The film, however, is much more interested in Landis, although Leininger gets some brooding screen time. It’s obvious the filmmakers were a bit enamored with this small man with his tinny voice, Ignatius Reilly-level confidence, and clever handiwork — employing coffee to stain cheap Hobby Lobby frames to an antique patina, using colored pencils to replicate a chalk drawing, even showing us step-by-step how to make a new Picasso out of a printed copy and some shellac.

It’s clear from the film that the Mississippi-based Landis, whose speech is often a string of old movie quotes, became obsessed with the attention of being a museum donor, and the scenes with his case worker and interviews on his mental health suggest some psychological roots.”I got addicted to being a philanthropist,” he says, noting that it was seldom he had people so nice to him. Yet he adds: “I didn’t do anything wrong or illegal.” And he didn’t, no money was traded, no financial harm that could be prosecuted was done, it was only the integrity of the museums which was marred.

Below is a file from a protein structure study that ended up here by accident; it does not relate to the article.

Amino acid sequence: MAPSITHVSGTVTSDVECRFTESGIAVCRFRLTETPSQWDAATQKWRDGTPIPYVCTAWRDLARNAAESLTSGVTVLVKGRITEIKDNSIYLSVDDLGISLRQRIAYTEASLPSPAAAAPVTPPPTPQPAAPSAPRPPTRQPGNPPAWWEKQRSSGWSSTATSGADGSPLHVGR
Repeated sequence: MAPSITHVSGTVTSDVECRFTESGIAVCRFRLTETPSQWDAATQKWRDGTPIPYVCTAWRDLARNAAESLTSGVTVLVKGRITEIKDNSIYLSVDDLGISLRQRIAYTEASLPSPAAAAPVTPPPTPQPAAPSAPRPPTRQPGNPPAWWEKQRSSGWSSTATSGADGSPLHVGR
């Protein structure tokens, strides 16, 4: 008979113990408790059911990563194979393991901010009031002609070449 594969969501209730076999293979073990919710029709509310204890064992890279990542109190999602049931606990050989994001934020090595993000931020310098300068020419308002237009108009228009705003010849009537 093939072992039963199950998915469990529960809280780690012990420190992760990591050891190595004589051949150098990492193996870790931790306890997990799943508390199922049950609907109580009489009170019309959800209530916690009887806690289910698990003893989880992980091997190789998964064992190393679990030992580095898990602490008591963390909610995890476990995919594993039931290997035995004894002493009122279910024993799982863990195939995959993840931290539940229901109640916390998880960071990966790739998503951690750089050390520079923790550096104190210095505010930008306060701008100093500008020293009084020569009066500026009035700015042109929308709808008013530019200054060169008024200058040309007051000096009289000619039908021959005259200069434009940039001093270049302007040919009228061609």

That isn’t the focus of the film, however, nor the possible implications on art value, or the time wasted with his forgeries. Yet Landis is a fascinating figure to watch, as he impersonates a priest, even inviting the filmmakers to witness one of his blatant fake donations, supposedly in honor of a non-existent dead sister. And as an exploration of the value and authenticity of art, it is as good a lesson as any to not take anything at face value, including an otherwise nondescript man whose skilled work may be on wider display than the artists he copied.

Mark Landis at home and at work on a “Picasso”. CHARACTER NAME: Mark Landis PHOTOGRAPHER: Sam Cullman Courtesy of Oscilloscope Laboratories

Mark Landis at home and at work on a “Picasso” (photograph by Sam Cullman, courtesy of Oscilloscope Laboratories)

Art and Craft is released today in Los Angeles. A full list of screenings is online